Based on the documentation of his skill and my personal observations regarding his character, I would not hesitate to trust Agent Barton with my life.

If things went sideways tomorrow, he’d find out very quickly whether his faith had been misplaced.


The meet was at 0800 exactly, which meant that, in order to be in place, Clint was once again jogging across concrete on the wrong side of sunrise.

He circled the blocks around the site, checking possible exit routes, then made three laps around the plaza itself. The city was only just starting to wake up, delivery trucks and shopkeepers winding their way through boulevards and alleys to quiet morning destinations. There were a handful of other joggers on the sidewalks, and no one paid much attention to Clint, except for one young woman who, he was pretty sure, turned to watch his ass as he went past.

He stopped to rest on a bench near the center of the area. It was likely the exchange would take place here, and he wanted to check the sight lines to the surrounding buildings. The bench was blocked on one side by a short tree, so that direction was out. On the opposite side was a low, square structure that looked like a warehouse. It had a wide view of the plaza but nothing to provide cover and was exposed to the buildings above. Straight ahead was an office high rise, the tallest building in the immediate area and mirrored from ground to sky with plate glass windows. A sniper with a rifle could pick an empty room, crack the window, and wait, and Clint would bet even money that one of the bad guys would be doing just that.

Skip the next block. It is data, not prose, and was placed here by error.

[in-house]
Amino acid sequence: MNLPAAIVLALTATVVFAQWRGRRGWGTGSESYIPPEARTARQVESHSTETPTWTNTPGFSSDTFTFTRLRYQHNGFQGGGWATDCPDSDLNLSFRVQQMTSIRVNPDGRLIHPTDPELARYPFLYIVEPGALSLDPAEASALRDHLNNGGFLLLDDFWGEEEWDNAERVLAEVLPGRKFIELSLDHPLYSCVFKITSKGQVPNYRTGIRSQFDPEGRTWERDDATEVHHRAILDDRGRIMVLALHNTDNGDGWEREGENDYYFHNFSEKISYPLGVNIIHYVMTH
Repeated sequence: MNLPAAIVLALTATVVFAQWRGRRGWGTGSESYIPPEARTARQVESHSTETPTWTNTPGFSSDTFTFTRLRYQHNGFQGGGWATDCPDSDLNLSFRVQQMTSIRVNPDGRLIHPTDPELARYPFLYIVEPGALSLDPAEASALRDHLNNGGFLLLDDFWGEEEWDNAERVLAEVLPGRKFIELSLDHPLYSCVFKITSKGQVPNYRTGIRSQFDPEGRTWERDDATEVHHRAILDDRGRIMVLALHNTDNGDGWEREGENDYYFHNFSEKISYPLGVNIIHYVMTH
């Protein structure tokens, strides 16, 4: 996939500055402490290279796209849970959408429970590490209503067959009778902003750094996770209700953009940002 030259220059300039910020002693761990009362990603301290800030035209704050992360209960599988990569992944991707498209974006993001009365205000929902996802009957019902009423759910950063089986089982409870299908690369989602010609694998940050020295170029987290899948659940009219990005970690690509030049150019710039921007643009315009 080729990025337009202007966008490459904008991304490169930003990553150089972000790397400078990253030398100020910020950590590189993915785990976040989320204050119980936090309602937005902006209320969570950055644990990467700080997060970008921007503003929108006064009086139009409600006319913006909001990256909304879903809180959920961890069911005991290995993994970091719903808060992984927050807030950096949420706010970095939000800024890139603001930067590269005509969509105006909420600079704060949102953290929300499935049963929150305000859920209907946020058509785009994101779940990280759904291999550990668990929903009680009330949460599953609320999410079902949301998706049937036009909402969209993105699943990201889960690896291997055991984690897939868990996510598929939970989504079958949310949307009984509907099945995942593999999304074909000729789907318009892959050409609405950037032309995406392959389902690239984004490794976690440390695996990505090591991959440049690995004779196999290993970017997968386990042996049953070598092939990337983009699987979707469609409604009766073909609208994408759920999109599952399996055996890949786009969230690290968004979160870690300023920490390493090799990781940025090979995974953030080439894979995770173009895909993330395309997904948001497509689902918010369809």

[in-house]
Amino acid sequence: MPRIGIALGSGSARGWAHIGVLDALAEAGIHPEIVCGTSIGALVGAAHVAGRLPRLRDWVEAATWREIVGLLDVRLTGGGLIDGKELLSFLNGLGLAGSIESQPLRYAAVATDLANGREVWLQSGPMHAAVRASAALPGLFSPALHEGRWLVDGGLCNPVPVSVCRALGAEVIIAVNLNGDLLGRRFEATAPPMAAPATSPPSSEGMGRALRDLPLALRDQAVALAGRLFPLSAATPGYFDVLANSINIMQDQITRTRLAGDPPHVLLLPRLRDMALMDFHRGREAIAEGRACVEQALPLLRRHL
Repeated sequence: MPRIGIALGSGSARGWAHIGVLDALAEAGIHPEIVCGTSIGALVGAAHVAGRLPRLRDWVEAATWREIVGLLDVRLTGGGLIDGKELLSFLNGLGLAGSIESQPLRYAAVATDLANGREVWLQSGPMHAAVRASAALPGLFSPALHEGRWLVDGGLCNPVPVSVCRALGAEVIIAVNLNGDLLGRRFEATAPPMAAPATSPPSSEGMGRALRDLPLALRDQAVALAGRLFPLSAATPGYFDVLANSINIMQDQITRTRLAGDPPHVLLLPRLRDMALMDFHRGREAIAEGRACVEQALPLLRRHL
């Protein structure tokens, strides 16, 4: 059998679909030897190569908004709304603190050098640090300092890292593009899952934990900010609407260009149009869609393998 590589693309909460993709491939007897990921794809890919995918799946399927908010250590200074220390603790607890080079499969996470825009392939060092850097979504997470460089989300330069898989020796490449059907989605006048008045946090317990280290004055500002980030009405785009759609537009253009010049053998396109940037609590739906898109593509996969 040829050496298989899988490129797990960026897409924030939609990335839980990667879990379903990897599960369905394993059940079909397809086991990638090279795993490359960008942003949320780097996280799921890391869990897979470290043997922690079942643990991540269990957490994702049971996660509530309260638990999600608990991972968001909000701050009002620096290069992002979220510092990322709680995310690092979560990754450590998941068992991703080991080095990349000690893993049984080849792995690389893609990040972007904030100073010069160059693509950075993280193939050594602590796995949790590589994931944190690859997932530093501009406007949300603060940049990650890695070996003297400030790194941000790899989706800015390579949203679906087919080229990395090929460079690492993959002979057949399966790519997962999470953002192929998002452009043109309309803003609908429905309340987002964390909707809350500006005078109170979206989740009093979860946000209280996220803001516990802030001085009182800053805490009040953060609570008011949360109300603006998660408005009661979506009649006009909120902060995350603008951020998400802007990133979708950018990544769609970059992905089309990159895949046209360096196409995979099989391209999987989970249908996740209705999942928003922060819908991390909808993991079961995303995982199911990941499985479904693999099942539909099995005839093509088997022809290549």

And Coulson would be sitting here, on this bench, his calm smile framed by the black circle of a high-power scope.

Clint took a long pull on his water bottle and looked back at the building behind him. It was another office tower, older, with fewer windows and more ledges. Most importantly, it had a big sign on the roof, the name of the company spelled out in lights across an iron frame.

Giving his legs a good stretch, Clint got back on his feet and jogged across the plaza in the other direction. He approached the building from the back, jimmied open an access door, and went up a maintenance stairwell. Clint did his best to look like a young executive, out for a morning run and an early start at the office and prayed his blond, white ass didn’t stand out too much, but the only person he encountered was a grizzled custodian who gave him a curious look and let him pass unchallenged.